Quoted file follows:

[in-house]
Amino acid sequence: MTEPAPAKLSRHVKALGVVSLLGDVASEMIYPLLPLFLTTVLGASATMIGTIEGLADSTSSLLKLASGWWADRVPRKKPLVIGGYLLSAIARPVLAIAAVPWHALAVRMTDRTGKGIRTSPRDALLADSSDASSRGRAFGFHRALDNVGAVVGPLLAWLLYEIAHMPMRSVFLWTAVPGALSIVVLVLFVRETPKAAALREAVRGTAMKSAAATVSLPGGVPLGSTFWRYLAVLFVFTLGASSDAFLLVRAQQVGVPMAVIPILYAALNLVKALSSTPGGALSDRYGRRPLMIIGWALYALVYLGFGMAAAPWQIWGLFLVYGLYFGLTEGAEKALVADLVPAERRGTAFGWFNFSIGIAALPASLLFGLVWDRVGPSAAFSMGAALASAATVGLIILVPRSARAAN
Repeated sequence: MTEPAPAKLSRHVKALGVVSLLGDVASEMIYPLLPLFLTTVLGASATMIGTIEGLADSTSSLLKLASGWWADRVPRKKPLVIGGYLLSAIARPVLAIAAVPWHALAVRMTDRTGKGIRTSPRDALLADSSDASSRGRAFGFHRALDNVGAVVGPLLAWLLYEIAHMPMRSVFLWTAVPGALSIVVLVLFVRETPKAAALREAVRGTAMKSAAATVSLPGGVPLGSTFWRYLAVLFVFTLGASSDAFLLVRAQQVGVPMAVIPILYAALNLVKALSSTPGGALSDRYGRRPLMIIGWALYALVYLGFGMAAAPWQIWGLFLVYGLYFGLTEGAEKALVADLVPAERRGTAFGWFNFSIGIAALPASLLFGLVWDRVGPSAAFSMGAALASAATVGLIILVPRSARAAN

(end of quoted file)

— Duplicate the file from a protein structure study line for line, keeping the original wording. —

[in-house]
Amino acid sequence: MTEPAPAKLSRHVKALGVVSLLGDVASEMIYPLLPLFLTTVLGASATMIGTIEGLADSTSSLLKLASGWWADRVPRKKPLVIGGYLLSAIARPVLAIAAVPWHALAVRMTDRTGKGIRTSPRDALLADSSDASSRGRAFGFHRALDNVGAVVGPLLAWLLYEIAHMPMRSVFLWTAVPGALSIVVLVLFVRETPKAAALREAVRGTAMKSAAATVSLPGGVPLGSTFWRYLAVLFVFTLGASSDAFLLVRAQQVGVPMAVIPILYAALNLVKALSSTPGGALSDRYGRRPLMIIGWALYALVYLGFGMAAAPWQIWGLFLVYGLYFGLTEGAEKALVADLVPAERRGTAFGWFNFSIGIAALPASLLFGLVWDRVGPSAAFSMGAALASAATVGLIILVPRSARAAN
Repeated sequence: MTEPAPAKLSRHVKALGVVSLLGDVASEMIYPLLPLFLTTVLGASATMIGTIEGLADSTSSLLKLASGWWADRVPRKKPLVIGGYLLSAIARPVLAIAAVPWHALAVRMTDRTGKGIRTSPRDALLADSSDASSRGRAFGFHRALDNVGAVVGPLLAWLLYEIAHMPMRSVFLWTAVPGALSIVVLVLFVRETPKAAALREAVRGTAMKSAAATVSLPGGVPLGSTFWRYLAVLFVFTLGASSDAFLLVRAQQVGVPMAVIPILYAALNLVKALSSTPGGALSDRYGRRPLMIIGWALYALVYLGFGMAAAPWQIWGLFLVYGLYFGLTEGAEKALVADLVPAERRGTAFGWFNFSIGIAALPASLLFGLVWDRVGPSAAFSMGAALASAATVGLIILVPRSARAAN